“The serious shortcomings made in creating the electoral system, and even more in the electoral practices, are to be credited for the situation of the society and the political system overall. The very electoral processes are not isolated from all else in the social-political and legal order. On the contrary, they are at the same time both a consequence and cause for the positive or negative conditions in the general life of a society and state”, said Xhabir Deralla at the beginning of the presentation of the analysis and recommendations resulting from CIVIL’s election monitoring for the 2021 Local Elections at CIVIL’s event “Local Elections: Lessons Learned”.
Deralla reflected on the part of the public, and particularly the political parties for the responsibility for the difficult situation in the critical areas of society and politics.
“Both the public and the political parties often outline the responsibility of the very political parties for these conditions. Certainly, every political party finds the responsibility in another political party, and every so often in all other political parties in the country. It’s always someone else to blame for the difficult situation in critical areas in society and politics.
The smaller political parties, usually rightly, speak of the system being unjust, that they don’t have access to resources and the media. Their criticism usually comes down to the conclusion that the system is created and maintained in a way that defends the interests of the bigger political parties. For the big parties to remain big or to become even bigger and for the small ones to remain small, to merge into the big ones or to dissolve.
That’s not far from the truth. In fact, the same tendencies can be seen in other areas of the order as well. The same goes in the economy, and in life.
What is generally “forgotten” is the fact that smaller political parties also bear responsibility for the situation in this context. Smaller political parties have a serious part, even bigger than their proportions, in corrupting the system”.
In regards to thepromotion of the political system, the democracy and democratic institutions, Deralla points out that chances are small, given the existing political culture and legislation and the manners of implementation that we have in our country.
“Clientelism, chronyism, political parochialism, trade with influence and many other phenomena often start and end precisely in the bargaining between political parties, where smaller parties have a big role. Small in size, but big in influence. Unfortunately, that influence often is used for narrow party and personal interests, and not for imposing ideas, projects, strategies and determinations.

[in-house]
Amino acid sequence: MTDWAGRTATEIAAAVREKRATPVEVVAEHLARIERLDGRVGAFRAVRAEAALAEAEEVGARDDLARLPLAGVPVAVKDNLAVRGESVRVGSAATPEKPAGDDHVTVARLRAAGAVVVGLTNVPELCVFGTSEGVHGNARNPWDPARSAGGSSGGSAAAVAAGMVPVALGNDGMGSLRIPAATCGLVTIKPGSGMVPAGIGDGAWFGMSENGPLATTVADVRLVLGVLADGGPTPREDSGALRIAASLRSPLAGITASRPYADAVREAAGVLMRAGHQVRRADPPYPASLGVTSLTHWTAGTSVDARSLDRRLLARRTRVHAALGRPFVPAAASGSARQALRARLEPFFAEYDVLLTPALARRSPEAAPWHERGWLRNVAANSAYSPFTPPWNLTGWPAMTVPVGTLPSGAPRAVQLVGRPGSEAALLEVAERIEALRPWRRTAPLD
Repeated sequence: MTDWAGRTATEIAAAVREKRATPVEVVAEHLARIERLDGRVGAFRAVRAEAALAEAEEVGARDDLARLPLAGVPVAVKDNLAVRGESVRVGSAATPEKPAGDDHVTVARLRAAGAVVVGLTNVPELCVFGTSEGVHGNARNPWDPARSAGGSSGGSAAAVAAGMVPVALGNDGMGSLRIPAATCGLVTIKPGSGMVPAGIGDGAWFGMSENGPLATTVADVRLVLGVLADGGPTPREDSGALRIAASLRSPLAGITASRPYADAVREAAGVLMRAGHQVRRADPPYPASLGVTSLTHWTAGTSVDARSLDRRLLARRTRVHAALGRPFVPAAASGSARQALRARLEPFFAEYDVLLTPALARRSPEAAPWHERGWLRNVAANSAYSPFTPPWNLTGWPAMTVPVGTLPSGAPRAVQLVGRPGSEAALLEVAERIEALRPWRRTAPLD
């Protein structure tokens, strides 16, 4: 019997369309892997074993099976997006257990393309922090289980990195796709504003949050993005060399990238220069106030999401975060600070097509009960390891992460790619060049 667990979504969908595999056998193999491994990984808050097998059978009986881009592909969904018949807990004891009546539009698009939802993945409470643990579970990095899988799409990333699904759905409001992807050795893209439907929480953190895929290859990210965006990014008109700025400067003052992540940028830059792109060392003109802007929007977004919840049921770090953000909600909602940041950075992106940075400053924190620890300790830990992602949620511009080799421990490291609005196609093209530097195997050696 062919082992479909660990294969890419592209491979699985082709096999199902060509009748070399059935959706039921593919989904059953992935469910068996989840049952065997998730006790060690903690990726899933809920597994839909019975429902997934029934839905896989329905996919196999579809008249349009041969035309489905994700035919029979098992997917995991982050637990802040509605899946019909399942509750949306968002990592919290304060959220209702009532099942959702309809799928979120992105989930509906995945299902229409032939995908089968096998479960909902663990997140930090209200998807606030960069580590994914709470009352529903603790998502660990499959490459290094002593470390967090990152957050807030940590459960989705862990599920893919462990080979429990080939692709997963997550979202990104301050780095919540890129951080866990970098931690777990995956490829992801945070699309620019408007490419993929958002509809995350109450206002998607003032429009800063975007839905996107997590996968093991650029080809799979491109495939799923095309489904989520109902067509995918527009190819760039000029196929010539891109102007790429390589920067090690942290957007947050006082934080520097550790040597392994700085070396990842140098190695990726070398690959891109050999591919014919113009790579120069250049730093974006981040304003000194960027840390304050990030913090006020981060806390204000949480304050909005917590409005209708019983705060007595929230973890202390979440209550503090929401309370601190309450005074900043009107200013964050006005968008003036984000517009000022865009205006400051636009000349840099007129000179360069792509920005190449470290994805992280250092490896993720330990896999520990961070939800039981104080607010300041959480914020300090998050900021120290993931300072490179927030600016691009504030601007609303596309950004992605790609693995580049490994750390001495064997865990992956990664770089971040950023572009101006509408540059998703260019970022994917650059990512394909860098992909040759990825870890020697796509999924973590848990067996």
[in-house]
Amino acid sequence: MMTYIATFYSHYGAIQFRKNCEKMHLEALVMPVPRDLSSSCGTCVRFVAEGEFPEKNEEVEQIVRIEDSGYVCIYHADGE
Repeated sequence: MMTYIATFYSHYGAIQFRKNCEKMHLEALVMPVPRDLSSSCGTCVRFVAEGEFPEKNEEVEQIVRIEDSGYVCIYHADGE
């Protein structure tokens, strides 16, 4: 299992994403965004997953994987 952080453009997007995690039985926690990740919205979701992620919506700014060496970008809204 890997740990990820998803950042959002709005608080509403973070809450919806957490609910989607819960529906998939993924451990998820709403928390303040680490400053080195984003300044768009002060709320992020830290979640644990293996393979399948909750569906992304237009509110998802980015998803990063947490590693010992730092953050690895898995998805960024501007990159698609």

The political system, democracy and democratic institutions will never have even the slightest chance of advancing with the existing political culture and legislation and manners of implementation that we have in our country. Hence, we cannot expect neither respect for human rights and freedoms, and in this context, neither the right to vote, which is one of the fundamental human rights”.
“We must not neglect neither the responsibility that other stakeholders in society have. The role that some civil society organizations and some media play is infamous. More specifically, political and other centers of power abuse the opportunity for civic organization and public opinion making through the media.
Together, in different ways, they participate in degradation of the electoral system, and thus also of democracy. This contributes to insufficient understanding, and even rejection of the basic principles of democracy, strong distrust in the institutions and complete disregard of human rights and freedoms among a greater part of the citizens.
May those who have more sensitive ears forgive me, but it seems that various stakeholders in society and the state, starting from the political parties, ending with the citizens, in this context – the voters, are in some kind of sadomasochistic relationship. They are constantly torturing each other and enjoying in it. No social or political force has yet been found that will put an end to this endless torture. Such calls usually remain to echo in a society without a political, electoral and media culture”, says Deralla.
“In our political processes and decision-making processes, there is a lack of vision and strategy. Moreover, there is a lack of honesty and awareness on the universal benefits of democracy. There is a lack of understanding that all are winners in a well-arranged, fair and just democracy, resistant to destructive influences from the outside. Therefore, our society and state, are actually left to the elements, and not to plans, ideas and strategies. Hence, too much power is concentrated among individuals or small groups of powerful people in whose hands political parties and institutions are just tools for achieving narrow goals.
The biggest winner of the long-term strategies, well-devised and even better implemented in an inclusive process, are the citizens”, concluded Deralla at the end of presentation.
Camera: Atanas Petrovski
Editing and realization: Arian Mehmeti
Photography: Goran Naumovski
Translation: N. Cvetkovska
This post is also available in: Macedonian